Asset management professionals and the firms that pay them have separately managed accounts (SMAs) on the brain, and for good reason.
The tax-friendly instrument is benefiting from an array of innovative technology advancements and cross-firm business arrangements that are opening the playing field to a wider range of financial institutions than ever before.
Bank of New York and Metavante are among the firms looking to get in. Theyve formed an alliance that brings mid-size financial institutions and money managers together in an attempt to wrest control of the managed accounts world from an exclusive club of five wirehouses that dominate the busiess.
The Bank of New York-Metavante liaison allows trust companies to select investment advisors for their own clients from a list of money managers who provide investment management services for each individual investor in a separate account. Bank of New York facilitates the process and provides execution, clearing and custody services for the investments. Through a proprietary interface, data is fed to the Metavante trust accounting system, which provides trust and fiduciary accounting services for all investments held by the client.
"This allows our clients to compete with the large wealth managers," said Doug Smith, VP and general manager of Metavantes wealth management division.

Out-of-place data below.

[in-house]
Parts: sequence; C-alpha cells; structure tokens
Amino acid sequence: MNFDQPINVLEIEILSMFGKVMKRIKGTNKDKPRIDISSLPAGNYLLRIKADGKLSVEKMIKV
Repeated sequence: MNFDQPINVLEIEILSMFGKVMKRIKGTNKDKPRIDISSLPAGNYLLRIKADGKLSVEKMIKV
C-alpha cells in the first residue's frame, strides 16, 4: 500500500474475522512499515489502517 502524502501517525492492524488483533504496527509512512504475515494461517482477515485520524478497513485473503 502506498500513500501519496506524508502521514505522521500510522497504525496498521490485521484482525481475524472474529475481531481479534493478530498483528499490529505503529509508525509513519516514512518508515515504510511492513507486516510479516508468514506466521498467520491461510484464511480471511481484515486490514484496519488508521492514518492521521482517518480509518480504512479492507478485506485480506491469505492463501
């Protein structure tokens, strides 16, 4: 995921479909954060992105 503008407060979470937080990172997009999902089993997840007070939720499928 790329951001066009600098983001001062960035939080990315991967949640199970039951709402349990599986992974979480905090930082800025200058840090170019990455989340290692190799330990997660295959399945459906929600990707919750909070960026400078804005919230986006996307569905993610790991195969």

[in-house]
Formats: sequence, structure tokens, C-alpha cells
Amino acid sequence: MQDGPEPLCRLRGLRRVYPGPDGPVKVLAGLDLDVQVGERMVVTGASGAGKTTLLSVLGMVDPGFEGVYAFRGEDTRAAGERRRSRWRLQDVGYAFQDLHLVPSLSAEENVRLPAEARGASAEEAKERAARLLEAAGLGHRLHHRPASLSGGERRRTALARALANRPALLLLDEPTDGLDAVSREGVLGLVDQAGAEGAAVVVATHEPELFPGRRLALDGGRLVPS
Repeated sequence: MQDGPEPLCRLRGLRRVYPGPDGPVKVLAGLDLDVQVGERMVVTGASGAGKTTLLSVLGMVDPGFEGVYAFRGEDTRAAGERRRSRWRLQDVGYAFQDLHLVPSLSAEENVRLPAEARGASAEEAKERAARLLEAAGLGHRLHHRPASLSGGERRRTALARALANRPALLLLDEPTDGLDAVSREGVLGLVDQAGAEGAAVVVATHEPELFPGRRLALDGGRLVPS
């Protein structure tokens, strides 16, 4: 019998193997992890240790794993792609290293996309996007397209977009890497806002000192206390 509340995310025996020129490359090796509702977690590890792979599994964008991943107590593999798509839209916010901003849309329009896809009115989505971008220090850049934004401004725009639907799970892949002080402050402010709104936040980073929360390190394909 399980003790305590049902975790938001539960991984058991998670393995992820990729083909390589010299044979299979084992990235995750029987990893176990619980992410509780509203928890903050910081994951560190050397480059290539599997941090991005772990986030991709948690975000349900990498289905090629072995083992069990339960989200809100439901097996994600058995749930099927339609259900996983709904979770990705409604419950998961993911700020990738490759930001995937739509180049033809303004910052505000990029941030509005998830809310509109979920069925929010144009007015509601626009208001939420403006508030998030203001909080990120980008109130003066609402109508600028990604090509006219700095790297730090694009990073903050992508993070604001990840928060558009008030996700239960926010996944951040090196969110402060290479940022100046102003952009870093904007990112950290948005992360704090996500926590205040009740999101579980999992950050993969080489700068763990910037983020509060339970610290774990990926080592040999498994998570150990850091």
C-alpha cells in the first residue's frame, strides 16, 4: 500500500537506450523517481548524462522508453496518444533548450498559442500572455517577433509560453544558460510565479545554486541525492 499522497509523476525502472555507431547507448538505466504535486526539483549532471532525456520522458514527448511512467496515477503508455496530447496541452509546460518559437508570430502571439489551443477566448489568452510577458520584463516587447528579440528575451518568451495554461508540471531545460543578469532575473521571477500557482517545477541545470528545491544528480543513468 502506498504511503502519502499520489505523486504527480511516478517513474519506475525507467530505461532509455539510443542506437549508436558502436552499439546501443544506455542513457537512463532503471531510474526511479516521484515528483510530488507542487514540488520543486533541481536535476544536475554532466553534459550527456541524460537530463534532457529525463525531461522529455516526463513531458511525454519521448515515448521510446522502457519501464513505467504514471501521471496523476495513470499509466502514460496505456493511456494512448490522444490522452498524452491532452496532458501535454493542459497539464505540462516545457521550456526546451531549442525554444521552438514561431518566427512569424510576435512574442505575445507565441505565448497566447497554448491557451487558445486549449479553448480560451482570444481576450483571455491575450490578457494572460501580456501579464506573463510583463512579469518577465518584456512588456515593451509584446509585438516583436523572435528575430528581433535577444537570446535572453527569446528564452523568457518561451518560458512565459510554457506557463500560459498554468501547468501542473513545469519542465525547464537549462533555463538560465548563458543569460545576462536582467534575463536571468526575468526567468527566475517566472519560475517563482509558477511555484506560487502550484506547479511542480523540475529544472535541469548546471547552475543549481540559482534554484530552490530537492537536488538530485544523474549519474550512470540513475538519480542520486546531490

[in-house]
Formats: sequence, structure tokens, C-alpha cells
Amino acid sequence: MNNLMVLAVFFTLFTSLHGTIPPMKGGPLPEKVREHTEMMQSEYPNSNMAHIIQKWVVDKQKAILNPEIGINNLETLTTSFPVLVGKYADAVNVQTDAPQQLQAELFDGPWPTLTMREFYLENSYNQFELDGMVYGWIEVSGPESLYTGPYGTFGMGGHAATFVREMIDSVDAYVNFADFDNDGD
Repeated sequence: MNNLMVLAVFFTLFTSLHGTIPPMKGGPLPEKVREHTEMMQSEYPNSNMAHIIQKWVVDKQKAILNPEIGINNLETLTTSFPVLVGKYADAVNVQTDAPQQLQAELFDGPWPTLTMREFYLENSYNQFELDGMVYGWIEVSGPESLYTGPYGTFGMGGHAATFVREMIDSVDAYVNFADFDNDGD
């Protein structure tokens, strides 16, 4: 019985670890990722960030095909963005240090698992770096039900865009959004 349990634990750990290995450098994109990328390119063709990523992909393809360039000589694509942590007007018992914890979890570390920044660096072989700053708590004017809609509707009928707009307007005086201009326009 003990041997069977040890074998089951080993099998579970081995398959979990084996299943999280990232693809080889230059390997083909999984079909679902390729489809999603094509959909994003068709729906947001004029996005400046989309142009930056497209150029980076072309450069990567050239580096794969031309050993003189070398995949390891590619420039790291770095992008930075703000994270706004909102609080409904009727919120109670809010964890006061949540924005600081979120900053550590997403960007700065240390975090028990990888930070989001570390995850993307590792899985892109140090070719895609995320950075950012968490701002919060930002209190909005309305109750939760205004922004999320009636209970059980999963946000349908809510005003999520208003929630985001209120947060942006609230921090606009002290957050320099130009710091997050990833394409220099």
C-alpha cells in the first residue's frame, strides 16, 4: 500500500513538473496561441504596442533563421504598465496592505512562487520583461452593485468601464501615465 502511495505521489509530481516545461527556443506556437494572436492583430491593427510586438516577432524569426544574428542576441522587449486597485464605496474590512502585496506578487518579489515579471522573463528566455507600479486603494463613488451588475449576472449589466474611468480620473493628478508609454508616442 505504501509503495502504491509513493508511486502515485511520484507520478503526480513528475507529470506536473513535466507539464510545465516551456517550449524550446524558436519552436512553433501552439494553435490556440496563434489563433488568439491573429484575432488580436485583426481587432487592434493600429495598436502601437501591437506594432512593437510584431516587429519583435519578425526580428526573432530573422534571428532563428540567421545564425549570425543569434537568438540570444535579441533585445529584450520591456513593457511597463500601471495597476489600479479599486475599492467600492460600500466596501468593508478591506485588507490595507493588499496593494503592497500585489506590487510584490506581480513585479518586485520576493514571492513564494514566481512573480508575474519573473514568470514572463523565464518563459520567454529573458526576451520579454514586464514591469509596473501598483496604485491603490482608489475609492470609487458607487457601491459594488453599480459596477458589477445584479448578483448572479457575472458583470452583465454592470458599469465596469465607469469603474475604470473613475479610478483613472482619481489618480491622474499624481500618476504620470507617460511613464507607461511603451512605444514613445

Smith says many of Metavantes clients want in on the lucrative managed accounts game, but its still too expensive for most financial institutions to do it on their own since the upfront costs can be hefty.
Smaller players such as Raleigh-based Citizens Bank and Trust, which used the program to create an offering called Paramount Trust Choice, can expand upon their own relationships with wealthier clients by leveraging BONYs extensive reach in the money management world and Metavantes technology.
"We can expand our own services across different markets and go downmarket as well," said Rich Shearer, SVP with Bank of New York.
Bank of New York is pushing aggressively in offering SMA services to mid- size trust firms, including its purchase of third-party provider Lockwood Financial last year and its alliance with Metavante.
"Bank of New York has gone out and done due diligence on money managers, so it can produce a turnkey managed account platform they can sell to brokerage firms and banks," said Pam Brewster, an analyst at Celent. Lockwood is among a handful of technology firms, including Brinker Capital, London Pacific Advisors, EnvestNetPMC, AdvisorPort, Separate Account Solutions and Oberon Technology, rolling out products and giving new entrants like Citizens an opportunity to tap the SMA market.
These firms are developing solutions that provide an alternative to the small handful of wirehouses Salomon Smith Barney, Merrill Lynch, Morgan Stanley, Prudential and UBS PaineWebber that have dominated the scene because of their first-mover advantage, managing to control about 70% of the marketplace.